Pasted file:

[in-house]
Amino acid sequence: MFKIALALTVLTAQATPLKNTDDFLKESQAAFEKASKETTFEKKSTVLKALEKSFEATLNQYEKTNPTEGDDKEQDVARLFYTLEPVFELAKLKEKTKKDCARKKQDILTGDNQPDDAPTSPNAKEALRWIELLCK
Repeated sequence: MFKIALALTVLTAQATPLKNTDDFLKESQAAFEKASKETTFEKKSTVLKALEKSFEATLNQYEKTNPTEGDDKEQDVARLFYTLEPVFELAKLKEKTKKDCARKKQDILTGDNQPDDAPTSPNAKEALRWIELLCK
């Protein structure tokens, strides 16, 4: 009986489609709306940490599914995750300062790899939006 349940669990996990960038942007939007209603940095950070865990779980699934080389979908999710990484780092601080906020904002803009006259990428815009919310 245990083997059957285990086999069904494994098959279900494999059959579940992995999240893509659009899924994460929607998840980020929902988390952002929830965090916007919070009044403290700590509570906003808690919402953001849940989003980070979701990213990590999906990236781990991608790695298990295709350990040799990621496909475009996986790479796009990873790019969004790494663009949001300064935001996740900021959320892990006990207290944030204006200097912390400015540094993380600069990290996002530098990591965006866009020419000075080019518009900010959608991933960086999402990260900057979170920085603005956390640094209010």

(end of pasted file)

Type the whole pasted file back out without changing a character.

[in-house]
Amino acid sequence: MFKIALALTVLTAQATPLKNTDDFLKESQAAFEKASKETTFEKKSTVLKALEKSFEATLNQYEKTNPTEGDDKEQDVARLFYTLEPVFELAKLKEKTKKDCARKKQDILTGDNQPDDAPTSPNAKEALRWIELLCK
Repeated sequence: MFKIALALTVLTAQATPLKNTDDFLKESQAAFEKASKETTFEKKSTVLKALEKSFEATLNQYEKTNPTEGDDKEQDVARLFYTLEPVFELAKLKEKTKKDCARKKQDILTGDNQPDDAPTSPNAKEALRWIELLCK
């Protein structure tokens, strides 16, 4: 009986489609709306940490599914995750300062790899939006 349940669990996990960038942007939007209603940095950070865990779980699934080389979908999710990484780092601080906020904002803009006259990428815009919310 245990083997059957285990086999069904494994098959279900494999059959579940992995999240893509659009899924994460929607998840980020929902988390952002929830965090916007919070009044403290700590509570906003808690919402953001849940989003980070979701990213990590999906990236781990991608790695298990295709350990040799990621496909475009996986790479796009990873790019969004790494663009949001300064935001996740900021959320892990006990207290944030204006200097912390400015540094993380600069990290996002530098990591965006866009020419000075080019518009900010959608991933960086999402990260900057979170920085603005956390640094209010």